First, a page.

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  March 6th, 2018 | Written by

Port Truck Reservation System Launches at Norfolk International Terminals

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  • Goal of Port of Virginia truck reservation system is to create consistency and efficiency in delivery of service.
  • VPA CEO: “This is a twenty-first century tool.”
  • Reservation system holds benefits for truckers, shippers, and logistics companies.

Following more than two years of collaborative development with local truckers, The Port of Virginia launched its trucker reservation system (TRS) last week. The event marks the beginning of an effort to manage the flow of truck volume at the port.

The port announced phased roll-out of TRS. In this initial phase, motor carriers calling Norfolk International Terminals (NIT) between 5 a.m. and 7 a.m., Monday through Friday, must have a reservation. Mandatory reservations will also be required between 7 a.m. – 9 a.m. on Saturday. Additional mandatory hours are planned as the TRS gains a firm footing in the trucking community.

“This is a twenty-first century tool that holds benefits for motor carriers, cargo owners, logistics companies and our terminal operations team,” said John F. Reinhart, the CEO and executive director of the Virginia Port Authority. “This system allows us to manage flow at the gates, it creates efficiency for our terminal operations teams and for drivers, it provides greater visibility to cargo owners and it is a planning tool for us and everyone that moves their cargo by truck.”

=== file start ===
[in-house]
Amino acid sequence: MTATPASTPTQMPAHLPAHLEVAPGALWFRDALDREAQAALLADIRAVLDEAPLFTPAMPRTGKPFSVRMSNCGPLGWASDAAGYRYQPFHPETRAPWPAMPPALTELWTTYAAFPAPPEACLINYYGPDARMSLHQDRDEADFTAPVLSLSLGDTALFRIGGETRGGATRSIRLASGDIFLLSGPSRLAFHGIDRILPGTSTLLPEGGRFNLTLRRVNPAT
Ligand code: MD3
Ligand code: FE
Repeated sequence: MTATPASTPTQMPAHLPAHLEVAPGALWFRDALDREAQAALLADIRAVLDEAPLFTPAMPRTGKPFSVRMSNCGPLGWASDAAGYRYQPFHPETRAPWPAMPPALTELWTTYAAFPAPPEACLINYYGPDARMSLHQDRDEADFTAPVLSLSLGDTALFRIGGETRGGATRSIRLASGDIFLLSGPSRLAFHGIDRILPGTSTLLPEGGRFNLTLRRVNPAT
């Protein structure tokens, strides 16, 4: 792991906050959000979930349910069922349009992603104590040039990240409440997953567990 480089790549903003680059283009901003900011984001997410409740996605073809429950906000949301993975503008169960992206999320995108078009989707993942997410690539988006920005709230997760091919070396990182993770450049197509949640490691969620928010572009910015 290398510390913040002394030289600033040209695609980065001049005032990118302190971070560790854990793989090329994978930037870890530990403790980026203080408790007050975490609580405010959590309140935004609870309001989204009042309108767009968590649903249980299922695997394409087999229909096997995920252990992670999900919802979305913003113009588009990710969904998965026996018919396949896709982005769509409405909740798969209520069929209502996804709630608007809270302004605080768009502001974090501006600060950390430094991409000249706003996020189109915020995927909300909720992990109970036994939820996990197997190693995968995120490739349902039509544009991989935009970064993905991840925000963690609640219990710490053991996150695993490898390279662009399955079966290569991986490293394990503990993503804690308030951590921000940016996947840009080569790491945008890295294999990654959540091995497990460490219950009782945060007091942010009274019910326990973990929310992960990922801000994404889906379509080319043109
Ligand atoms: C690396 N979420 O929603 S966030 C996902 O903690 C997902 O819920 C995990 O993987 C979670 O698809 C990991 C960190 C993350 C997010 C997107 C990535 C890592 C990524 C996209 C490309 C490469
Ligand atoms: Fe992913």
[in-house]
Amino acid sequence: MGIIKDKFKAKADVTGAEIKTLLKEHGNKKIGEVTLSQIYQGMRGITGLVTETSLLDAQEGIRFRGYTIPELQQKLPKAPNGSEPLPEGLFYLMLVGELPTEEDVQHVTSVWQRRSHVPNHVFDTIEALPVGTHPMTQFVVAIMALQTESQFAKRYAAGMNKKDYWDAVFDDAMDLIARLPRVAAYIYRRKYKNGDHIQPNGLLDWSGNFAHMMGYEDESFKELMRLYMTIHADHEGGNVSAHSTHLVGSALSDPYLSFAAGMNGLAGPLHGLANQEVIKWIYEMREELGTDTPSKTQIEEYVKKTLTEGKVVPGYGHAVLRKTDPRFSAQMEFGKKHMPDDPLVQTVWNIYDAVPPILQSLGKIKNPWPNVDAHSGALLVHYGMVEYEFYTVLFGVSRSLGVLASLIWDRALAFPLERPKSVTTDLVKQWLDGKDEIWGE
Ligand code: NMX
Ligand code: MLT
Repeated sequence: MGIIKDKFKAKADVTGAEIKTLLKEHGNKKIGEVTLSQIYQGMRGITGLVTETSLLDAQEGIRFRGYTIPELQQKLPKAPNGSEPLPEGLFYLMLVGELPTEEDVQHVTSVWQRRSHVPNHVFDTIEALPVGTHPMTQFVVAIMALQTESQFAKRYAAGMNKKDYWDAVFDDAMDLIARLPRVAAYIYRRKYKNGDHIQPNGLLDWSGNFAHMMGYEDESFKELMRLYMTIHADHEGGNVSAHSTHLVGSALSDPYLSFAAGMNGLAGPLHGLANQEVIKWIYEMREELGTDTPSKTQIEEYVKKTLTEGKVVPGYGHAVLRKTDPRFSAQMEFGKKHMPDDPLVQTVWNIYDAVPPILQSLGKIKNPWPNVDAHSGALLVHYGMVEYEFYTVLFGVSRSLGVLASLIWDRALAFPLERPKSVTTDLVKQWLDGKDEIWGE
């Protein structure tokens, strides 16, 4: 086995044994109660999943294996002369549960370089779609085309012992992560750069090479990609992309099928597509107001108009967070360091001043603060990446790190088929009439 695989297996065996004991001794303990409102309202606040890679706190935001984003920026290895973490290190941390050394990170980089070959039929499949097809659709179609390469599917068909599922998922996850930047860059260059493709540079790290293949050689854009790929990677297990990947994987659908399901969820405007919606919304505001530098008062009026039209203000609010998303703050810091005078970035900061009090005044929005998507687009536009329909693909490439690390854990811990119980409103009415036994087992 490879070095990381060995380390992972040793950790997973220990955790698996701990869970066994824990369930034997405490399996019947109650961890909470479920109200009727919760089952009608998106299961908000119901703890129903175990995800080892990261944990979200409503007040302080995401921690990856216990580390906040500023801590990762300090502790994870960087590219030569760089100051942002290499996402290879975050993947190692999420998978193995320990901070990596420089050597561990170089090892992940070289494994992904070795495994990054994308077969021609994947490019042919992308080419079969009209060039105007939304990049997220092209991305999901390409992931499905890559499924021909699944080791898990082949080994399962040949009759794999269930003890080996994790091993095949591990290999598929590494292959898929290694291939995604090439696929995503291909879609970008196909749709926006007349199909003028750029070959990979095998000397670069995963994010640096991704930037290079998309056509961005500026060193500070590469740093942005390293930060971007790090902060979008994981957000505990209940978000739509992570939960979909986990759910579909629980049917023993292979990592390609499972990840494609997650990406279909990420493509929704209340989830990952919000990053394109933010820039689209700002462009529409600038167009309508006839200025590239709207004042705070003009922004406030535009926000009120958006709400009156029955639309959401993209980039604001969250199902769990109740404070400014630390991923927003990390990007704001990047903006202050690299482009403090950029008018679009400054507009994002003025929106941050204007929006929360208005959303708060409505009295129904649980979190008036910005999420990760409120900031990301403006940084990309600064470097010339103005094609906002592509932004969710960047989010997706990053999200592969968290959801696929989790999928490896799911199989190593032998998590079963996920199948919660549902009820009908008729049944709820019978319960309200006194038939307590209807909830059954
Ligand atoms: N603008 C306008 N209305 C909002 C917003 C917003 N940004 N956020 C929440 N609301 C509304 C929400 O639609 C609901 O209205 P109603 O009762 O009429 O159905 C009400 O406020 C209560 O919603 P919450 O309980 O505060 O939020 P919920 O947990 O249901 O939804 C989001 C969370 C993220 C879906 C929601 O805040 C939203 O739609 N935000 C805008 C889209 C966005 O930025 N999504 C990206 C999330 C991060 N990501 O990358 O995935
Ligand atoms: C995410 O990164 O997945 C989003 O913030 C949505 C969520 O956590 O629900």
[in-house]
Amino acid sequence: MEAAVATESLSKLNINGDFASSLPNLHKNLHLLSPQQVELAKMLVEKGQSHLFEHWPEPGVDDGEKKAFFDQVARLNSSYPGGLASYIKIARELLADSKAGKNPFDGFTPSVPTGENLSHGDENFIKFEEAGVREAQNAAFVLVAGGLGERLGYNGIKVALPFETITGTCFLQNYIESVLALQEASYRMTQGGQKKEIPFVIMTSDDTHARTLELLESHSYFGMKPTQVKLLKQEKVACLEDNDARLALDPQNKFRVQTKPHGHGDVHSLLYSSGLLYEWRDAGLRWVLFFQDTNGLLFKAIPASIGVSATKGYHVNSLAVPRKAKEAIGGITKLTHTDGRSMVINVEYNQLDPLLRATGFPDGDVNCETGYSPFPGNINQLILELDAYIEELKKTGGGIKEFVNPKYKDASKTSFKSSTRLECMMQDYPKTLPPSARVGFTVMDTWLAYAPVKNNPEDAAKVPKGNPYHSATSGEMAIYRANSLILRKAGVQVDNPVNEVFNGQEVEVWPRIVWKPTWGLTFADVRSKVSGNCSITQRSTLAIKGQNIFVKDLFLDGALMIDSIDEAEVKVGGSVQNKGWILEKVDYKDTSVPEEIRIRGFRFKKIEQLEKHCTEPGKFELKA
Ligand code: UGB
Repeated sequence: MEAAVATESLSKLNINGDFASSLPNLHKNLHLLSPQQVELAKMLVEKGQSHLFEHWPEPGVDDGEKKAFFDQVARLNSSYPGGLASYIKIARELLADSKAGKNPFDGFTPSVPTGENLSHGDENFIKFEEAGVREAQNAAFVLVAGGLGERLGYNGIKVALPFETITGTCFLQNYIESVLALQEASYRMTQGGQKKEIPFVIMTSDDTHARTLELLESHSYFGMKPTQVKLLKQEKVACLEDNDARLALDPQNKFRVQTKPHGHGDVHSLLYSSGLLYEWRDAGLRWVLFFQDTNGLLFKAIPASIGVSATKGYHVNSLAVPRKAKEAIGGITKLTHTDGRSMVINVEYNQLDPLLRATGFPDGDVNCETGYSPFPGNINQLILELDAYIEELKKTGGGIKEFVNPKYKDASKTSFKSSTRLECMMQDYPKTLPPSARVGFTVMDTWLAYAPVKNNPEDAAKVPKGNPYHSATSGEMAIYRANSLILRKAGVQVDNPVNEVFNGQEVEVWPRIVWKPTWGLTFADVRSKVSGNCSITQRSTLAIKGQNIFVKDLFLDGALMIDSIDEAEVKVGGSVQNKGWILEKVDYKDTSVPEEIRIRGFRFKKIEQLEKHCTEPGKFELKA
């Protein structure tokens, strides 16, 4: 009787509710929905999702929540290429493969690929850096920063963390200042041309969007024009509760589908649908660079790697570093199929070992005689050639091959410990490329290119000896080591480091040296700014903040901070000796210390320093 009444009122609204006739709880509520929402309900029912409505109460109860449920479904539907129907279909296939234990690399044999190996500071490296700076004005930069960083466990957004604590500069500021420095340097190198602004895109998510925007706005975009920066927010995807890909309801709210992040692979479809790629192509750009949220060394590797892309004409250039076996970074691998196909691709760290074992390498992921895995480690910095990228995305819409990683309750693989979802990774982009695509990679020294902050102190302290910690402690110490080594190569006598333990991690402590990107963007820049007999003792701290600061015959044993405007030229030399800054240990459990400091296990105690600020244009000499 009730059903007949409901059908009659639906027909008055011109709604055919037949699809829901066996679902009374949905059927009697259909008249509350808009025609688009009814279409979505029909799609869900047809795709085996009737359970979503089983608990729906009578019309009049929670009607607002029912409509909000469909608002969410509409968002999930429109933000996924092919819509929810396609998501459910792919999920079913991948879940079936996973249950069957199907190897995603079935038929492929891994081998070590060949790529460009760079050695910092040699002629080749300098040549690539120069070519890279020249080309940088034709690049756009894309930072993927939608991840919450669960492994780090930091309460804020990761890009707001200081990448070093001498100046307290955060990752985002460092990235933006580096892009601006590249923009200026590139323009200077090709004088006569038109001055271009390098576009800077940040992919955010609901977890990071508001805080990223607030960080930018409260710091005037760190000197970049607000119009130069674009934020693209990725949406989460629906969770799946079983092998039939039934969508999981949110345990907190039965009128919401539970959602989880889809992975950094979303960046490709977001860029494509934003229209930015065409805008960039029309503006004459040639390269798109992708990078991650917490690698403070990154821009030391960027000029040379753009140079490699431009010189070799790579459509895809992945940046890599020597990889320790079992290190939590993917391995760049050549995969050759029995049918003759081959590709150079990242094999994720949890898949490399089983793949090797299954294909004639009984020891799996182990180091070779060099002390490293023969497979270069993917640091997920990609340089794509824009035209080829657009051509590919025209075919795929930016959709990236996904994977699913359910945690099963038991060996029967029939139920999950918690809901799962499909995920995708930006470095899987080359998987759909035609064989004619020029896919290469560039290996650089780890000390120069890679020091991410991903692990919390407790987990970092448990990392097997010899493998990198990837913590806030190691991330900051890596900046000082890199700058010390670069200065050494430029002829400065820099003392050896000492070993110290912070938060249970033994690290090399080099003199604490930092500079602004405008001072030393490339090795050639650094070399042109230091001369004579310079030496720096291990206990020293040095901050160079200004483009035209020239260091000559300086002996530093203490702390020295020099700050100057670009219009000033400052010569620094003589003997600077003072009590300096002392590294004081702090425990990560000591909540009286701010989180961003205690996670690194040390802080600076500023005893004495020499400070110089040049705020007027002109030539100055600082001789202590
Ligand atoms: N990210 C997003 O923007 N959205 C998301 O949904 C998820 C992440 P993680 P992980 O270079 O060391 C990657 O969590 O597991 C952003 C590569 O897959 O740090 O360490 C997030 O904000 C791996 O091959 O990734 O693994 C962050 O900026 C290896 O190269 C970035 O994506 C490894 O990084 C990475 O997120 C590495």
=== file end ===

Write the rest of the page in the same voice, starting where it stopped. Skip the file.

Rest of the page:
To register and create a reservation, motor carriers must go to the port’s website for all trucking-related information, and follow the steps. The system will migrate to Virginia International Gateway (VIG) this summer.

“Container volumes at the Port of Virginia are growing and it’s a trend that will continue. So as we begin to bring more capacity online, we must ensure flow at our gates throughout the entire day,” Reinhart said. “Rush hour is not efficient, but spreading out the truck volume across the day is, and we’ve developed an innovative, fair, easy and useful way of accomplishing that.”

By 2020, the annual container throughput capacity at NIT will have increased by 46 percent, or 400,000 containers. The added capacity comes as the result of a $375 million expansion of the terminal’s south berth, where 60 new rail-mounted gantry cranes are the centerpieces of a completely renovated container handling operation. The first of 30 new container stacks at south NIT is scheduled to go into service in September.

“Creating consistency and efficiency in our delivery of service from hour-to-hour is the goal,” Reinhart said. “We must prepare now for what is to come.”

Among other rules applicable to TRS, trucks arriving during mandatory hours without reservations will be turned away and will not be permitted to queue on terminal property. No truck queueing will be permitted prior to 4:30 a.m. Monday – Friday and 6:30 a.m. on Saturday. Reservations are made within a one-hour block and with a 30-minute grace period on either side. Drivers arriving early or late for confirmed reservations will be turned away.